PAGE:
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p.3 #16 · p.3 #16 · Yesterday's medium format digital backs


sflxn wrote:
To me, there's three sides to the digital medium format look. The colors, the smooth tonal transition, and the resolution. Of the three, I have not seen the colors replicated from FF 35mm output. A lot of people have struggled and tried, but I have yet seen it duplicated. Part of it is the CCD look, which I much prefer to the CMOS look. The other might be the color profile that the medium format makers are using. However, seeing that these companies are tiny compared to Canon and Nikon, I do not believe they have the resources to have
...Show more

I know no technical reason why colors should be directly related to CCD or CMOS. Manufacturers change color filters all the time. In the transition from CCD to CMOS, they also changed the color filters.

The benefits you mention of medium format look can be realised in 35 mm FF if the manufacturers give up the high ISO performance race. The filter packs can be made with priority on color fidelity over transmission. The sensor can be made with priority on full well capacity over sensitivity. Full well capacity is paramount for smooth tonal transitions. The resolution can be increased to 100MP+ and still be utilized with a lot of lenses.

There have been so many complaints about the megapixel race in FF digital, from people not needing high resolution. I wonder if it is possible to sell a specialized high resolution , ISO 25, high color fidelity FF camera. I would definitely want one.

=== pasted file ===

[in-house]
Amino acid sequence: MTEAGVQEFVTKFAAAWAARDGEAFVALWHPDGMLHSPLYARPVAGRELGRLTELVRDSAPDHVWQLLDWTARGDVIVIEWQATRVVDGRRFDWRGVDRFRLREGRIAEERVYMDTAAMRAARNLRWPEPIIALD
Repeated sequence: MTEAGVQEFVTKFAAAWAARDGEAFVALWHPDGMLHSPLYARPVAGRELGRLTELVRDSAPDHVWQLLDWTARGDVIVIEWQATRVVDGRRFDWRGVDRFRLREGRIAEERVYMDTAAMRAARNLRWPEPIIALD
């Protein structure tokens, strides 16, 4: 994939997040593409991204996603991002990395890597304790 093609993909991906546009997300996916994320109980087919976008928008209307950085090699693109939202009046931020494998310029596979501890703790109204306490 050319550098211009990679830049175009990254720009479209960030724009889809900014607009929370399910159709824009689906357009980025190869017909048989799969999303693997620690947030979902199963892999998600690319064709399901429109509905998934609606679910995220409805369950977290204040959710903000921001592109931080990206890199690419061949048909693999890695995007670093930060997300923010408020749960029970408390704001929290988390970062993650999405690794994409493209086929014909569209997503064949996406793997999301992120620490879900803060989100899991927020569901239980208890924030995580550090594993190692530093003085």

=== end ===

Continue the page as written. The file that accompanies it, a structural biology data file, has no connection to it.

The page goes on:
Jul 03, 2013 at 06:12 AM
sflxn
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p.3 #17 · p.3 #17 · Yesterday's medium format digital backs


alundeb wrote:
I know no technical reason why colors should be directly related to CCD or CMOS. Manufacturers change color filters all the time. In the transition from CCD to CMOS, they also changed the color filters.

The benefits you mention of medium format look can be realised in 35 mm FF if the manufacturers give up the high ISO performance race. The filter packs can be made with priority on color fidelity over transmission. The sensor can be made with priority on full well capacity over sensitivity. Full well capacity is paramount for smooth tonal transitions. The resolution can be increased to
...Show more

I don't know what it is about CCD, but the colors are more pleasing to my eyes than what I see from CMOS sensors. I could be the color filters favor slightly different wavelengths. I wouldn't call it more color accurate. Sony cameras are actually measured to be more color accurate than any cameras out there, including medium format, but I wouldn't say they have the best colors. The Foveon sensor has a unique color look that is clearly not accurate, but many people, including myself, love some sample of their images. The colors from my Hassy was extremely pleasing to look at, even shots taken at ISO 400. Images I know I cannot get with a Nikon. The colors tend to be more supple and smoother and cooler in temperature. The D800 may have more dynamic range than these medium format cameras, but most of that range is tucked in the shadows and requires a great deal of post processing to pull it. I think these camera makers need to put more focus on the colors they output. It's not enough to have high ISO and high DR if the default output requires a lot of PP. Fuji seems to be the only one who is focused on the default color output of their images in the 35mm space, but then, they probably know more about color science than any other company now that Kodak has all but lost their photographic roots. I really don't care about high color fidelity as much as pleasing colors. Film was never that accurate.